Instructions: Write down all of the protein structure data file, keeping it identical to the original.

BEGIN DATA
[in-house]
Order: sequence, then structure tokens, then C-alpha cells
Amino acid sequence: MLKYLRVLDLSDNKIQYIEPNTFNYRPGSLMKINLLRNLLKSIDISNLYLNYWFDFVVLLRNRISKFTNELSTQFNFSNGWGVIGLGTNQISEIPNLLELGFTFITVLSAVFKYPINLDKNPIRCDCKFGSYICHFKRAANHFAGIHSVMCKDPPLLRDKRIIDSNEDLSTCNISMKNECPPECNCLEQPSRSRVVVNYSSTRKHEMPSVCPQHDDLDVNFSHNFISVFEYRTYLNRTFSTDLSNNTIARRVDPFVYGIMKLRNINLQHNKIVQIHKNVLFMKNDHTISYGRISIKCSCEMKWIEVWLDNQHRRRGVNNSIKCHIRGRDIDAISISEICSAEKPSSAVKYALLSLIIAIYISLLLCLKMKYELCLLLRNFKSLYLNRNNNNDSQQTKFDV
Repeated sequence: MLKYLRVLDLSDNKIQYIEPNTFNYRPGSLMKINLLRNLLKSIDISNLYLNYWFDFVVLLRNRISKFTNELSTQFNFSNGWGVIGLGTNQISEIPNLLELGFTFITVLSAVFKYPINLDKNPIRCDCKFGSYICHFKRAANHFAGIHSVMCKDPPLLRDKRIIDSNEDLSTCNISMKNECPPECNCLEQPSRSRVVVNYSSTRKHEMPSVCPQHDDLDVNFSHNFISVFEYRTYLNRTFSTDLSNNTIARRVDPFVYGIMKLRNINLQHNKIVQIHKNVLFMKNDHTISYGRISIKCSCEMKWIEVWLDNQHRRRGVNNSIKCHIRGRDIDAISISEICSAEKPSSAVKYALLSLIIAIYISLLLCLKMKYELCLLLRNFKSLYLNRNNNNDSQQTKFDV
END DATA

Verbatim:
[in-house]
Order: sequence, then structure tokens, then C-alpha cells
Amino acid sequence: MLKYLRVLDLSDNKIQYIEPNTFNYRPGSLMKINLLRNLLKSIDISNLYLNYWFDFVVLLRNRISKFTNELSTQFNFSNGWGVIGLGTNQISEIPNLLELGFTFITVLSAVFKYPINLDKNPIRCDCKFGSYICHFKRAANHFAGIHSVMCKDPPLLRDKRIIDSNEDLSTCNISMKNECPPECNCLEQPSRSRVVVNYSSTRKHEMPSVCPQHDDLDVNFSHNFISVFEYRTYLNRTFSTDLSNNTIARRVDPFVYGIMKLRNINLQHNKIVQIHKNVLFMKNDHTISYGRISIKCSCEMKWIEVWLDNQHRRRGVNNSIKCHIRGRDIDAISISEICSAEKPSSAVKYALLSLIIAIYISLLLCLKMKYELCLLLRNFKSLYLNRNNNNDSQQTKFDV
Repeated sequence: MLKYLRVLDLSDNKIQYIEPNTFNYRPGSLMKINLLRNLLKSIDISNLYLNYWFDFVVLLRNRISKFTNELSTQFNFSNGWGVIGLGTNQISEIPNLLELGFTFITVLSAVFKYPINLDKNPIRCDCKFGSYICHFKRAANHFAGIHSVMCKDPPLLRDKRIIDSNEDLSTCNISMKNECPPECNCLEQPSRSRVVVNYSSTRKHEMPSVCPQHDDLDVNFSHNFISVFEYRTYLNRTFSTDLSNNTIARRVDPFVYGIMKLRNINLQHNKIVQIHKNVLFMKNDHTISYGRISIKCSCEMKWIEVWLDNQHRRRGVNNSIKCHIRGRDIDAISISEICSAEKPSSAVKYALLSLIIAIYISLLLCLKMKYELCLLLRNFKSLYLNRNNNNDSQQTKFDV